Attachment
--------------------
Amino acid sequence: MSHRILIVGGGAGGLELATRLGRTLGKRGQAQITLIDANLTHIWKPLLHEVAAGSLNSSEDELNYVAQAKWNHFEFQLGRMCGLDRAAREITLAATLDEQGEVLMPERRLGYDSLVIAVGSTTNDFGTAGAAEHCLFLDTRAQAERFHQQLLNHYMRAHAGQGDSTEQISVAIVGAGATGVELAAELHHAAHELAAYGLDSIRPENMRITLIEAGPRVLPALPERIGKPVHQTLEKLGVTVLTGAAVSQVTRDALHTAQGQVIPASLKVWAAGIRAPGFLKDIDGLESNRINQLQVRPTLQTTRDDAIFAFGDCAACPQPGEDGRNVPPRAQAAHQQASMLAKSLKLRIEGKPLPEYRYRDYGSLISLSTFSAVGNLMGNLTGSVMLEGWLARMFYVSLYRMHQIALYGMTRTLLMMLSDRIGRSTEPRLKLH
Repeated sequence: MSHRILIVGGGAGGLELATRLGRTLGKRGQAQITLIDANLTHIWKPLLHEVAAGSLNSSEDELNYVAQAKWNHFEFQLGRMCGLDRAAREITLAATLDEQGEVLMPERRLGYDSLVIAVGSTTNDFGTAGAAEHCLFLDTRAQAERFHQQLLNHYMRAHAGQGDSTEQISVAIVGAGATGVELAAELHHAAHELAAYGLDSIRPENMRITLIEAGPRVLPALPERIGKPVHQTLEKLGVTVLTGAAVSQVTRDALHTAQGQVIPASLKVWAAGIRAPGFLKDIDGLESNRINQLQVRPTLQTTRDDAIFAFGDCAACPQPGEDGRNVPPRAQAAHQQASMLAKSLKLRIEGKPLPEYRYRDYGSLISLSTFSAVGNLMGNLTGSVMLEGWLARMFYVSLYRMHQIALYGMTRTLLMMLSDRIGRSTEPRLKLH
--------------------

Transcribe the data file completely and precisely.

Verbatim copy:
Amino acid sequence: MSHRILIVGGGAGGLELATRLGRTLGKRGQAQITLIDANLTHIWKPLLHEVAAGSLNSSEDELNYVAQAKWNHFEFQLGRMCGLDRAAREITLAATLDEQGEVLMPERRLGYDSLVIAVGSTTNDFGTAGAAEHCLFLDTRAQAERFHQQLLNHYMRAHAGQGDSTEQISVAIVGAGATGVELAAELHHAAHELAAYGLDSIRPENMRITLIEAGPRVLPALPERIGKPVHQTLEKLGVTVLTGAAVSQVTRDALHTAQGQVIPASLKVWAAGIRAPGFLKDIDGLESNRINQLQVRPTLQTTRDDAIFAFGDCAACPQPGEDGRNVPPRAQAAHQQASMLAKSLKLRIEGKPLPEYRYRDYGSLISLSTFSAVGNLMGNLTGSVMLEGWLARMFYVSLYRMHQIALYGMTRTLLMMLSDRIGRSTEPRLKLH
Repeated sequence: MSHRILIVGGGAGGLELATRLGRTLGKRGQAQITLIDANLTHIWKPLLHEVAAGSLNSSEDELNYVAQAKWNHFEFQLGRMCGLDRAAREITLAATLDEQGEVLMPERRLGYDSLVIAVGSTTNDFGTAGAAEHCLFLDTRAQAERFHQQLLNHYMRAHAGQGDSTEQISVAIVGAGATGVELAAELHHAAHELAAYGLDSIRPENMRITLIEAGPRVLPALPERIGKPVHQTLEKLGVTVLTGAAVSQVTRDALHTAQGQVIPASLKVWAAGIRAPGFLKDIDGLESNRINQLQVRPTLQTTRDDAIFAFGDCAACPQPGEDGRNVPPRAQAAHQQASMLAKSLKLRIEGKPLPEYRYRDYGSLISLSTFSAVGNLMGNLTGSVMLEGWLARMFYVSLYRMHQIALYGMTRTLLMMLSDRIGRSTEPRLKLH